Nobody likes to think about taxes, and, if you’re like most people, you probably try to ignore them altogether until tax season rolls around each year.
That strategy can cost you big time, especially if you’re living overseas or planning to move overseas this year, full- or part-time.
Wouldn’t you prefer to pay less tax? That might even make tax day…well, not exactly fun…but certainly more tolerable.
In that case, the right time for you to think about taxes is before you leave the U.S. or before you engage in any activity that could be tax advantageous.
The good news is that it’s possible to minimize substantially your tax burden if you organize things properly and in advance.
You simply need to know the relevant strategies upfront.
If you’re an American citizen, no matter where you roam…or how many days you spend there…you retain your U.S. tax liability.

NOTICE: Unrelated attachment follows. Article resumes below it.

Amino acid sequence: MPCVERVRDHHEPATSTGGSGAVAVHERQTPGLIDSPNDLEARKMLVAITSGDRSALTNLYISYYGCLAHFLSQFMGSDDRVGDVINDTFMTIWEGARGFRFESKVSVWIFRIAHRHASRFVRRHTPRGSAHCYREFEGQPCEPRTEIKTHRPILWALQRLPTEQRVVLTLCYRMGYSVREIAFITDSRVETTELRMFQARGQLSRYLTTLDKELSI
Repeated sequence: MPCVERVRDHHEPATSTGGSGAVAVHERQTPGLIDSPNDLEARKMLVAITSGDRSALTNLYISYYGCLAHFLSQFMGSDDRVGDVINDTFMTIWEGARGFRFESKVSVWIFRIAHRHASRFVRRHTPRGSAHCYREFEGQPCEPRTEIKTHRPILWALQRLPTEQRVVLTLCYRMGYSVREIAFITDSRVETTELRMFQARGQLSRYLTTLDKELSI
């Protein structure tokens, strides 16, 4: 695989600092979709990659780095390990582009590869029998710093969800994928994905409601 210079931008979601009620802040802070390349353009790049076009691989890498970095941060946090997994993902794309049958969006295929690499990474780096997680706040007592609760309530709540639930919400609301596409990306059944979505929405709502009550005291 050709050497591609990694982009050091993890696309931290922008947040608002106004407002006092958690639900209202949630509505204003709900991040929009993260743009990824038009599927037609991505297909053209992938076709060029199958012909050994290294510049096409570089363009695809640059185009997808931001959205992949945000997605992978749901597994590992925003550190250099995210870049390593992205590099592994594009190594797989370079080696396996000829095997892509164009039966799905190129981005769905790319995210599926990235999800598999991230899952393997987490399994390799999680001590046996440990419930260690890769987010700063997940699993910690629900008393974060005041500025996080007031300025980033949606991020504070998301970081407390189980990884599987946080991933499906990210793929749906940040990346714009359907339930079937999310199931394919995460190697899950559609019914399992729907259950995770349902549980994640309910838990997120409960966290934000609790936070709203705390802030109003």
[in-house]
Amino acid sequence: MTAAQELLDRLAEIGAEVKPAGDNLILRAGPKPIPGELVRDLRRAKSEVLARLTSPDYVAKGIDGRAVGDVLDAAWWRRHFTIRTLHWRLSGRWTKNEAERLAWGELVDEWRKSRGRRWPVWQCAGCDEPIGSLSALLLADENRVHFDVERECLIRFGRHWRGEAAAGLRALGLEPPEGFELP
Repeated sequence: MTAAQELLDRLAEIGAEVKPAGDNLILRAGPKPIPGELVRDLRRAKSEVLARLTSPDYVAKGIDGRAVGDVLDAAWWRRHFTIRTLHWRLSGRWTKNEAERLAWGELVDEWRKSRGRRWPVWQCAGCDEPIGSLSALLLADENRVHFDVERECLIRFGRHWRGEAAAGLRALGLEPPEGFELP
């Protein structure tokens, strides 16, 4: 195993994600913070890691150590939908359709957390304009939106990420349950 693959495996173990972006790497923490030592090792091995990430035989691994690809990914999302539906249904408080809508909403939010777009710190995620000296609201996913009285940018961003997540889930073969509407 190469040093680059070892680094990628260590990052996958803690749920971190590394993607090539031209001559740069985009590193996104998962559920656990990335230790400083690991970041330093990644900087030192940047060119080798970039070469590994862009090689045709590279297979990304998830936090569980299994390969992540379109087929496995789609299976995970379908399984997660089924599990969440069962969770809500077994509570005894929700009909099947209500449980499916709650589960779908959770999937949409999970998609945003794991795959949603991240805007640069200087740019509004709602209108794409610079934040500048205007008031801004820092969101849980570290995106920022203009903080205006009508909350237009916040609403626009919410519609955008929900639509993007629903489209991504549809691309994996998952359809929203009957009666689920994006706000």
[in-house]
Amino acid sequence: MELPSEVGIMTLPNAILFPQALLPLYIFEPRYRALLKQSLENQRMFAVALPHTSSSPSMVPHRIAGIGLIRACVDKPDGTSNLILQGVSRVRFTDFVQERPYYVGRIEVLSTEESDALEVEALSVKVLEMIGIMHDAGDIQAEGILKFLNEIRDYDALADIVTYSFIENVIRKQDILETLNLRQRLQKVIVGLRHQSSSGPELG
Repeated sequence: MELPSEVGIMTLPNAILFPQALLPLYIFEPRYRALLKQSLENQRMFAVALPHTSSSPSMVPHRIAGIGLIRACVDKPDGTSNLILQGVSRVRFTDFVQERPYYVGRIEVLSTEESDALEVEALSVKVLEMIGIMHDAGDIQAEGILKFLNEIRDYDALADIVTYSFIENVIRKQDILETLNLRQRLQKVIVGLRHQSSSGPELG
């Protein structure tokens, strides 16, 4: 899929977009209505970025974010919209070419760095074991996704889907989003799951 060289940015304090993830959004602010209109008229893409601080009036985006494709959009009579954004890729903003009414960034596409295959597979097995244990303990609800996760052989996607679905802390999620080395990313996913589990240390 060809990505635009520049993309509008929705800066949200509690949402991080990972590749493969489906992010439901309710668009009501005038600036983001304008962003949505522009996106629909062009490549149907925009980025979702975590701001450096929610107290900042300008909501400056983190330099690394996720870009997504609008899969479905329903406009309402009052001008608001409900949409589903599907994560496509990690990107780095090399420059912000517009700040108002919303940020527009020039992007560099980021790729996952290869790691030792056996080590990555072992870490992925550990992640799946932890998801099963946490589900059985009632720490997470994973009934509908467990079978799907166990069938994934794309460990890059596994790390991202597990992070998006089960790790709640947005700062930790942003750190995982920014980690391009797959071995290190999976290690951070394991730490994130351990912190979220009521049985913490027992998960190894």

You can mitigate this tax liability with the help of:
* The foreign-earned income exclusion…which exempts you altogether from U.S. tax on your first $95,100 (for tax year 2012) of employment income if you are a resident in another country for a full tax year…or if you spend fewer than 35 days a year on U.S. soil.
* Double-taxation agreements…which may allow you to count foreign taxes paid, dollar for dollar, against taxes owed in the United States…and sometimes vice versa.
* The 1031 like-kind exchange…which can allow you to defer capital gains earned from the sale of a property outside the States, maybe indefinitely, by taking them and re-investing them in another property outside the States.
In fact, with these, and other, strategies (your multiple jurisdiction liabilities notwithstanding), you could organize your situation so that you pay less tax as an American abroad than you did as a full-time resident in the States. That’s a big deal. And, for the record, yes, it’s all legal.
Managing Editor, IL Postcards